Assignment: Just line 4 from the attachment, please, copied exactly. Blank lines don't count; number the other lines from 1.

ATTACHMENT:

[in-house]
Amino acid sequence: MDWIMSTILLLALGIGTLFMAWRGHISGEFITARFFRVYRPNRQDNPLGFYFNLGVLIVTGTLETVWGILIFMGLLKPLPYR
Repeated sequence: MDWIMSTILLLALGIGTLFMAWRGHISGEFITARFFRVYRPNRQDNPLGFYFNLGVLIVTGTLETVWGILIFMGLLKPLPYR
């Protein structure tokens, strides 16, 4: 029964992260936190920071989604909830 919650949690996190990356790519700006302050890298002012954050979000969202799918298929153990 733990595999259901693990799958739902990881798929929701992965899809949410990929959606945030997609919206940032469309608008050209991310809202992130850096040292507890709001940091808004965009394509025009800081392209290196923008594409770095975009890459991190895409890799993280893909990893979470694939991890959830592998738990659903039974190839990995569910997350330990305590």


């Protein structure tokens, strides 16, 4: 029964992260936190920071989604909830 919650949690996190990356790519700006302050890298002012954050979000969202799918298929153990 733990595999259901693990799958739902990881798929929701992965899809949410990929959606945030997609919206940032469309608008050209991310809202992130850096040292507890709001940091808004965009394509025009800081392209290196923008594409770095975009890459991190895409890799993280893909990893979470694939991890959830592998738990659903039974190839990995569910997350330990305590």